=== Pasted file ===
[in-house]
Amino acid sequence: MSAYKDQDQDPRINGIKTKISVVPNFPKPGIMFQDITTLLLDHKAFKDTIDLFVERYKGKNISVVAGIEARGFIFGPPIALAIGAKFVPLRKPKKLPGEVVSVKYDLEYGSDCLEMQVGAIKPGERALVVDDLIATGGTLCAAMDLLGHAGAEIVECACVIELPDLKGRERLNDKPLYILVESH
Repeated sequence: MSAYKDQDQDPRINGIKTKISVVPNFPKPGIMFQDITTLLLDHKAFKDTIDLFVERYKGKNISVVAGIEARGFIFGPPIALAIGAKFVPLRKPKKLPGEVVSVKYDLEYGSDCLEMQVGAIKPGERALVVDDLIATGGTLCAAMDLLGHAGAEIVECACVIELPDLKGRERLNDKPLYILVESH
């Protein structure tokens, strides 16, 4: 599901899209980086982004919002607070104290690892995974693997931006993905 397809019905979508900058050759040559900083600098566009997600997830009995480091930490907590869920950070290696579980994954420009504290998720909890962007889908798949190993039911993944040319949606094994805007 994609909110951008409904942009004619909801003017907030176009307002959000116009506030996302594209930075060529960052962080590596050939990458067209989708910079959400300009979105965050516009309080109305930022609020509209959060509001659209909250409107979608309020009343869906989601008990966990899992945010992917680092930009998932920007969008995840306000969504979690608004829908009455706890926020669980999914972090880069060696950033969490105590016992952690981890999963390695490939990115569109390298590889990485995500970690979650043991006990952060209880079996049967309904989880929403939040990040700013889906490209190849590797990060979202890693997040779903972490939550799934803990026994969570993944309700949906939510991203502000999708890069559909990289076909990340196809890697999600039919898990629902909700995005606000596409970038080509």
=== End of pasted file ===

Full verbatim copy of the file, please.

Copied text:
[in-house]
Amino acid sequence: MSAYKDQDQDPRINGIKTKISVVPNFPKPGIMFQDITTLLLDHKAFKDTIDLFVERYKGKNISVVAGIEARGFIFGPPIALAIGAKFVPLRKPKKLPGEVVSVKYDLEYGSDCLEMQVGAIKPGERALVVDDLIATGGTLCAAMDLLGHAGAEIVECACVIELPDLKGRERLNDKPLYILVESH
Repeated sequence: MSAYKDQDQDPRINGIKTKISVVPNFPKPGIMFQDITTLLLDHKAFKDTIDLFVERYKGKNISVVAGIEARGFIFGPPIALAIGAKFVPLRKPKKLPGEVVSVKYDLEYGSDCLEMQVGAIKPGERALVVDDLIATGGTLCAAMDLLGHAGAEIVECACVIELPDLKGRERLNDKPLYILVESH
């Protein structure tokens, strides 16, 4: 599901899209980086982004919002607070104290690892995974693997931006993905 397809019905979508900058050759040559900083600098566009997600997830009995480091930490907590869920950070290696579980994954420009504290998720909890962007889908798949190993039911993944040319949606094994805007 994609909110951008409904942009004619909801003017907030176009307002959000116009506030996302594209930075060529960052962080590596050939990458067209989708910079959400300009979105965050516009309080109305930022609020509209959060509001659209909250409107979608309020009343869906989601008990966990899992945010992917680092930009998932920007969008995840306000969504979690608004829908009455706890926020669980999914972090880069060696950033969490105590016992952690981890999963390695490939990115569109390298590889990485995500970690979650043991006990952060209880079996049967309904989880929403939040990040700013889906490209190849590797990060979202890693997040779903972490939550799934803990026994969570993944309700949906939510991203502000999708890069559909990289076909990340196809890697999600039919898990629902909700995005606000596409970038080509």